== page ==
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The High Cost of Eating: Agricultural Protection and International Differences in Consumer Food Prices

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  • Robert E. Lipsey
  • Birgitta Swedenborg

Abstract

Prices of food vary greatly among the developed countries, and some countries' food prices have been consistently far above the OECD average. The main explanation for persistently high food price levels is the extent of protection of agricultural products at the farm level, partly explainable by the desire to retain agriculture in the face of poor growing conditions. A second important influence for some countries is a high level of VAT on food. A third is deviations of aggregate country price levels from the levels that would be predicted from their per capita incomes, presumably because of omitted characteristics of the countries' economies, such as, possibly, inefficient or monopolistic service sectors. In addition, there are occasional episodes of high price levels due to temporary factors affecting exchange rates. The issues raised by these large food price differences are relevant to understanding real income differences among countries. They are also relevant to the current round of GATT negotiations, in which agricultural protection is a frequent stumbling block, and to the European Community's hopes of increasing competitive pressures through the creation of a freer internal market.

Suggested Citation

  • Robert E. Lipsey & Birgitta Swedenborg, 1993. "The High Cost of Eating: Agricultural Protection and International Differences in Consumer Food Prices," NBER Working Papers 4555, National Bureau of Economic Research, Inc.
  • Handle: RePEc:nbr:nberwo:4555
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    References listed on IDEAS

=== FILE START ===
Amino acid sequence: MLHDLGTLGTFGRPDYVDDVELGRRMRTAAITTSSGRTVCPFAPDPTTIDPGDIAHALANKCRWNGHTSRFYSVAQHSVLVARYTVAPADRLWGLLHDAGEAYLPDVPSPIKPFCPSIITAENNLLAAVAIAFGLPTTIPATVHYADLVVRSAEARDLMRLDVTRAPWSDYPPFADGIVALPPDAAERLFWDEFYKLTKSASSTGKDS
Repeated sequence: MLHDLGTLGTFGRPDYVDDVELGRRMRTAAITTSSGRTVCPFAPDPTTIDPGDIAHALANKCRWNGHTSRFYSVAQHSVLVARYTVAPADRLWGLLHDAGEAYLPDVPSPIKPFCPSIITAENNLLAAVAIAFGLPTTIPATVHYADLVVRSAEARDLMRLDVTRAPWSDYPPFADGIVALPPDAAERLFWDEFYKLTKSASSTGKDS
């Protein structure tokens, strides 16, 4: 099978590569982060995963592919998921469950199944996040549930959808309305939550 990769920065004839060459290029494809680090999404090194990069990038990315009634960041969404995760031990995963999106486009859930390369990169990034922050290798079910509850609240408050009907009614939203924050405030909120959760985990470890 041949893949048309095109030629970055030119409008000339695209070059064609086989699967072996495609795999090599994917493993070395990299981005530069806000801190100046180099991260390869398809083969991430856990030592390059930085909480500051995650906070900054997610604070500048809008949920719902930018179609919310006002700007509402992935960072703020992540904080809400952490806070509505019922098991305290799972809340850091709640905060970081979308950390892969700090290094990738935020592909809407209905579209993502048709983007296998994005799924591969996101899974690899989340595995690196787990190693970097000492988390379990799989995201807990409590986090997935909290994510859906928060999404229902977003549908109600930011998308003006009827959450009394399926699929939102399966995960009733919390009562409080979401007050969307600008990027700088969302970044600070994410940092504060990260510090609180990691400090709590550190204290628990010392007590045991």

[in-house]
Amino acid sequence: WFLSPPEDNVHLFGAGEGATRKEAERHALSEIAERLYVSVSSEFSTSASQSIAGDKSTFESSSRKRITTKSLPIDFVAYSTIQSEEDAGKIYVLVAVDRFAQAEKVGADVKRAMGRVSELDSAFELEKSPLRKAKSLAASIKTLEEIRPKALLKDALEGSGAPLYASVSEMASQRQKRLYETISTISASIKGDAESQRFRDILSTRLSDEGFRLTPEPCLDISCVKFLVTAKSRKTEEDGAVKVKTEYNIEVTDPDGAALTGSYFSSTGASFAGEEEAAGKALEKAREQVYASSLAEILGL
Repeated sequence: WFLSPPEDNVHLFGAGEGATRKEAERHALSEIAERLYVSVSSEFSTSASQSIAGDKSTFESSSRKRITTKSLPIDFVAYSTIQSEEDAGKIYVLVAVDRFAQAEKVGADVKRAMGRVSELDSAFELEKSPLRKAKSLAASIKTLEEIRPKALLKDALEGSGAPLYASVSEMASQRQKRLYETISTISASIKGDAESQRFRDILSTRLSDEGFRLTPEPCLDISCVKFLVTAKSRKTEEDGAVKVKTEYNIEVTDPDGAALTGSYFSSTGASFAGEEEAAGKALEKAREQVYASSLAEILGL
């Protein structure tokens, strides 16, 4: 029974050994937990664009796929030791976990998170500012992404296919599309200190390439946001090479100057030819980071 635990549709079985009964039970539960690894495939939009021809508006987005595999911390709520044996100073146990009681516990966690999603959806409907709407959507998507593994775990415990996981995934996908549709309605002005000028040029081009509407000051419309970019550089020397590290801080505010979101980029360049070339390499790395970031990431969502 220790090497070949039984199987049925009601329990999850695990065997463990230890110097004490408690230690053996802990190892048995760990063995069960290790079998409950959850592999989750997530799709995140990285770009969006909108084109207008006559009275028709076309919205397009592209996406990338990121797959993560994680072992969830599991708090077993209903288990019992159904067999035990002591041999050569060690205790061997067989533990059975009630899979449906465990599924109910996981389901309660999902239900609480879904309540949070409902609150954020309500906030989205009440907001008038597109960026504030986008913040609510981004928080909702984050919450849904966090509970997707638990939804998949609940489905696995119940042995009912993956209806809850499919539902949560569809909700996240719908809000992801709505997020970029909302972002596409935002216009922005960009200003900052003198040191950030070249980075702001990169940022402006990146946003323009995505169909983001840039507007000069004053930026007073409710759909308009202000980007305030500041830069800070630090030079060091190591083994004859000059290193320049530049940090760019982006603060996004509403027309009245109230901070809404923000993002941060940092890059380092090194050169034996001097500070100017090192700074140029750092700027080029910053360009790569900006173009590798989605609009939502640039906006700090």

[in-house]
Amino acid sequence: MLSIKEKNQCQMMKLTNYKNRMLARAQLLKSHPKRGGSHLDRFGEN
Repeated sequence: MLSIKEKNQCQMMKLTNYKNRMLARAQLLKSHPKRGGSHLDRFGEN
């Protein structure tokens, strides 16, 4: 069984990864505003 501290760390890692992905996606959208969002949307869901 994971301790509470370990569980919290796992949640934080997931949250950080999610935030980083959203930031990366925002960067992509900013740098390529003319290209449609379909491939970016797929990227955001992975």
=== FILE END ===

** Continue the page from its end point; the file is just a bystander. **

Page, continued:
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    1. Sven W. Arndt & J. David Richardson, 1987. "Real-Financial Linkages Among Open Economies," NBER Working Papers 2230, National Bureau of Economic Research, Inc.
    2. Irving B. Kravis & Robert E. Lipsey, 1991. "The International Comparison Program: Current Status and Problems," NBER Chapters,in: International Economic Transactions: Issues in Measurement and Empirical Research, pages 437-468 National Bureau of Economic Research, Inc.
    3. Irving B. Kravis & Robert E. Lipsey, 1986. "The Assessment of National Price Levels," NBER Working Papers 1912, National Bureau of Economic Research, Inc.
    4. Irving B. Kravis & Robert E. Lipsey, 1982. "Towards an Explanation of National Price Levels," NBER Working Papers 1034, National Bureau of Economic Research, Inc.
    5. Bhagwati, Jagdish N, 1984. "Why Are Services Cheaper in the Poor Countries?," Economic Journal, Royal Economic Society, vol. 94(374), pages 279-286, June.
    6. Bergstrand, Jeffrey H, 1991. "Structural Determinants of Real Exchange Rates and National Price Levels: Some Empirical Evidence," American Economic Review, American Economic Association, vol. 81(1), pages 325-334, March.
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    More about this item

    JEL classification:

    • E31 - Macroeconomics and Monetary Economics - - Prices, Business Fluctuations, and Cycles - - - Price Level; Inflation; Deflation
    • F14 - International Economics - - Trade - - - Empirical Studies of Trade

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